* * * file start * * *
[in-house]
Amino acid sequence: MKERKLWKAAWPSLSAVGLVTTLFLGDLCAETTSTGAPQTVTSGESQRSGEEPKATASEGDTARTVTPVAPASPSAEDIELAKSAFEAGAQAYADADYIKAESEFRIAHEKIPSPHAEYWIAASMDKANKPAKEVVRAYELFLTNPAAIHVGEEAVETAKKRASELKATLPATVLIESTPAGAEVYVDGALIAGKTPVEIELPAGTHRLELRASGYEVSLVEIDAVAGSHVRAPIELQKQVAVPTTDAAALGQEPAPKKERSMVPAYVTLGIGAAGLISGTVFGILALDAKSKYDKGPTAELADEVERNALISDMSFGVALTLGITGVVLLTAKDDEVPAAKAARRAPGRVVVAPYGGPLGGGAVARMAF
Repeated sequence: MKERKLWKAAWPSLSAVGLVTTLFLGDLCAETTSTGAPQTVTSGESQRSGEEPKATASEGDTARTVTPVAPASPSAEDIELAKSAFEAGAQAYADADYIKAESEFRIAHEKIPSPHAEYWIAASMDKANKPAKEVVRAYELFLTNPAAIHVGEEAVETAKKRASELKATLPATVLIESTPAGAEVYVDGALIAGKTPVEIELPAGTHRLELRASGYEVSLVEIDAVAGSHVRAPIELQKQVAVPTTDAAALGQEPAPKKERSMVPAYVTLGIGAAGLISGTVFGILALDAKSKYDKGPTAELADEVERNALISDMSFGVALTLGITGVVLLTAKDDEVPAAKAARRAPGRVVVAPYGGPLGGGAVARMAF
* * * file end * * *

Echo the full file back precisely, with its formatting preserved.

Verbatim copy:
[in-house]
Amino acid sequence: MKERKLWKAAWPSLSAVGLVTTLFLGDLCAETTSTGAPQTVTSGESQRSGEEPKATASEGDTARTVTPVAPASPSAEDIELAKSAFEAGAQAYADADYIKAESEFRIAHEKIPSPHAEYWIAASMDKANKPAKEVVRAYELFLTNPAAIHVGEEAVETAKKRASELKATLPATVLIESTPAGAEVYVDGALIAGKTPVEIELPAGTHRLELRASGYEVSLVEIDAVAGSHVRAPIELQKQVAVPTTDAAALGQEPAPKKERSMVPAYVTLGIGAAGLISGTVFGILALDAKSKYDKGPTAELADEVERNALISDMSFGVALTLGITGVVLLTAKDDEVPAAKAARRAPGRVVVAPYGGPLGGGAVARMAF
Repeated sequence: MKERKLWKAAWPSLSAVGLVTTLFLGDLCAETTSTGAPQTVTSGESQRSGEEPKATASEGDTARTVTPVAPASPSAEDIELAKSAFEAGAQAYADADYIKAESEFRIAHEKIPSPHAEYWIAASMDKANKPAKEVVRAYELFLTNPAAIHVGEEAVETAKKRASELKATLPATVLIESTPAGAEVYVDGALIAGKTPVEIELPAGTHRLELRASGYEVSLVEIDAVAGSHVRAPIELQKQVAVPTTDAAALGQEPAPKKERSMVPAYVTLGIGAAGLISGTVFGILALDAKSKYDKGPTAELADEVERNALISDMSFGVALTLGITGVVLLTAKDDEVPAAKAARRAPGRVVVAPYGGPLGGGAVARMAF